One of these special models was the 1941 Myron. The yellow gold filled model was produced through 1951 - although the coral gold version is much more scarce.
The dial is sterling silver and either finished in a two-tone butler / white finish or the pink coral finish. The yellow-cased Myron has solid 18K yellow gold numerals on the dial. The coral gold-cased models also have solid gold numerals but they are rhodium plated to look like white gold.
I recently picked up a coral gold Myron - it was in excellent shape though it looked a little funny with very thick, curved crystal that gives the watch a gold fish bowl effect. It's so thick that I think it actually protected the case from excessive wear.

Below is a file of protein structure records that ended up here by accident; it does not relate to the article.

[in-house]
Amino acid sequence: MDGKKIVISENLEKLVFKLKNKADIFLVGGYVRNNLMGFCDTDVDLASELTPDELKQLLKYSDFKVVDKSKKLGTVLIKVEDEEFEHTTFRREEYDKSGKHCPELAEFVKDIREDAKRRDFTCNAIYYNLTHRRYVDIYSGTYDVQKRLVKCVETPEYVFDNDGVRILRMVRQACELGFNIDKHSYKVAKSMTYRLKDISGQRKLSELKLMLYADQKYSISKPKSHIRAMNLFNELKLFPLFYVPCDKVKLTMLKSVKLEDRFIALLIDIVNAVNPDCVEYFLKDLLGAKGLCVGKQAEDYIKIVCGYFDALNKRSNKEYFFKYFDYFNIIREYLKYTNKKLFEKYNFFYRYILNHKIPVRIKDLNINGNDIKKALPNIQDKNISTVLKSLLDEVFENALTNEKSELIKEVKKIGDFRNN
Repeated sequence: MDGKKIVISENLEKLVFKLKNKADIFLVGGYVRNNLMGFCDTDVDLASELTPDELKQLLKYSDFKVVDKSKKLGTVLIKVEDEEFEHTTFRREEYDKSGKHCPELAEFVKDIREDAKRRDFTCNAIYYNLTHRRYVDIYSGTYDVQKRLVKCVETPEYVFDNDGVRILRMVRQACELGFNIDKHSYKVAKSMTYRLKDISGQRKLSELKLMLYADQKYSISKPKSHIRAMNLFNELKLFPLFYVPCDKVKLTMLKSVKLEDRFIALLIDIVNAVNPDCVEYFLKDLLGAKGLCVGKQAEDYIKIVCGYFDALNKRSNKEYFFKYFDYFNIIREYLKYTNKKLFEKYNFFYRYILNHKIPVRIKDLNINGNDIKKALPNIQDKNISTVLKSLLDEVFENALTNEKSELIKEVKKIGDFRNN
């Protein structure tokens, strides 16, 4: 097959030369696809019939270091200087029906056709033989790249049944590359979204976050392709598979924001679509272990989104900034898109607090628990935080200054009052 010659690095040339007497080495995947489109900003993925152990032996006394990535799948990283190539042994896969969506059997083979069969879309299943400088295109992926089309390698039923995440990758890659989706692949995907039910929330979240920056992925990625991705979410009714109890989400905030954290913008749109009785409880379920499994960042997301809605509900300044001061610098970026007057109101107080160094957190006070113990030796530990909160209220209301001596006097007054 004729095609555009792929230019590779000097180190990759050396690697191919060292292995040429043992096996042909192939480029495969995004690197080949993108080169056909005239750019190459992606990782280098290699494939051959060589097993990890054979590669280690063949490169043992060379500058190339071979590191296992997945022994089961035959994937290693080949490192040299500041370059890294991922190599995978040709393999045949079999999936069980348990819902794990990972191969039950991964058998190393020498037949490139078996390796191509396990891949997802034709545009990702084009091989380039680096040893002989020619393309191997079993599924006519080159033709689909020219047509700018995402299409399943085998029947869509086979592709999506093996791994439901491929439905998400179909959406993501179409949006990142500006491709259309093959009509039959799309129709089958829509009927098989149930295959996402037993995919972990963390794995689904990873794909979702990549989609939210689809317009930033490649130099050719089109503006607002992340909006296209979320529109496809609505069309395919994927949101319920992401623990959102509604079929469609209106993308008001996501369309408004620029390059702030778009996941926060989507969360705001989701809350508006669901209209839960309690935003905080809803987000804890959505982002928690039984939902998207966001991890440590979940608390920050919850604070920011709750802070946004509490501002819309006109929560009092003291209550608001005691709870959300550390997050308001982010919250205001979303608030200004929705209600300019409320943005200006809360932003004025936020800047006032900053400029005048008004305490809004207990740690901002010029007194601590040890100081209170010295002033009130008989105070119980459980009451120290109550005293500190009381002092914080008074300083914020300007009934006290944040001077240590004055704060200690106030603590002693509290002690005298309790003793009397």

I've restored a number of Myrons over my experience collecting Hamiltons. The Myron is a good sized watch for a model from this period. The 14/0 movement is compact enough to outfit some very small men's watches. Even though the Myron is small by today's standards, it's a large watch compared to it's peers.
Here's an example of a yellow-cased Myron I restored a while back. The before shot shows you the typical wear pattern to the lugs. And as you can see, the dial was a complete disaster and needed to be redone. The watch had nice hands though - so it had that going for it.
The after-shot with a fresh redial, new glass crystal and polished case shows what a little TLC can do for a vintage watch. Definitely a keeper!